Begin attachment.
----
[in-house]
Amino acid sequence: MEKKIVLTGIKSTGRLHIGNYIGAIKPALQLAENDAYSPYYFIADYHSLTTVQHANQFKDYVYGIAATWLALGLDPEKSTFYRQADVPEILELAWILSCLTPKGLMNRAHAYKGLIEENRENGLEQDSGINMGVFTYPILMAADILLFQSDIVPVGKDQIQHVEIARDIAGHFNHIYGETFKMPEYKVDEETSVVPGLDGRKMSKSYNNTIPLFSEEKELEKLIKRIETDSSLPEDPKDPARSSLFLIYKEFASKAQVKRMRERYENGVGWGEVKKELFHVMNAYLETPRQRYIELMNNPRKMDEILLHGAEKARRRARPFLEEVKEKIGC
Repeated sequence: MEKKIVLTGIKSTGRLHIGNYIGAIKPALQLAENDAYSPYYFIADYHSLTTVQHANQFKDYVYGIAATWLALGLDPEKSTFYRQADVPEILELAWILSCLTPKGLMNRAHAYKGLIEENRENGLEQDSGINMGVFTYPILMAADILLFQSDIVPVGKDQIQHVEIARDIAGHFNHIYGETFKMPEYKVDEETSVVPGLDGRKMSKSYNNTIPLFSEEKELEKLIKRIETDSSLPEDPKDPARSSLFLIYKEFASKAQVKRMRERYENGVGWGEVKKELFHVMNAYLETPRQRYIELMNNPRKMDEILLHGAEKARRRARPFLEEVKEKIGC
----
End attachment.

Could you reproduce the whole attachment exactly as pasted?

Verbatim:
[in-house]
Amino acid sequence: MEKKIVLTGIKSTGRLHIGNYIGAIKPALQLAENDAYSPYYFIADYHSLTTVQHANQFKDYVYGIAATWLALGLDPEKSTFYRQADVPEILELAWILSCLTPKGLMNRAHAYKGLIEENRENGLEQDSGINMGVFTYPILMAADILLFQSDIVPVGKDQIQHVEIARDIAGHFNHIYGETFKMPEYKVDEETSVVPGLDGRKMSKSYNNTIPLFSEEKELEKLIKRIETDSSLPEDPKDPARSSLFLIYKEFASKAQVKRMRERYENGVGWGEVKKELFHVMNAYLETPRQRYIELMNNPRKMDEILLHGAEKARRRARPFLEEVKEKIGC
Repeated sequence: MEKKIVLTGIKSTGRLHIGNYIGAIKPALQLAENDAYSPYYFIADYHSLTTVQHANQFKDYVYGIAATWLALGLDPEKSTFYRQADVPEILELAWILSCLTPKGLMNRAHAYKGLIEENRENGLEQDSGINMGVFTYPILMAADILLFQSDIVPVGKDQIQHVEIARDIAGHFNHIYGETFKMPEYKVDEETSVVPGLDGRKMSKSYNNTIPLFSEEKELEKLIKRIETDSSLPEDPKDPARSSLFLIYKEFASKAQVKRMRERYENGVGWGEVKKELFHVMNAYLETPRQRYIELMNNPRKMDEILLHGAEKARRRARPFLEEVKEKIGC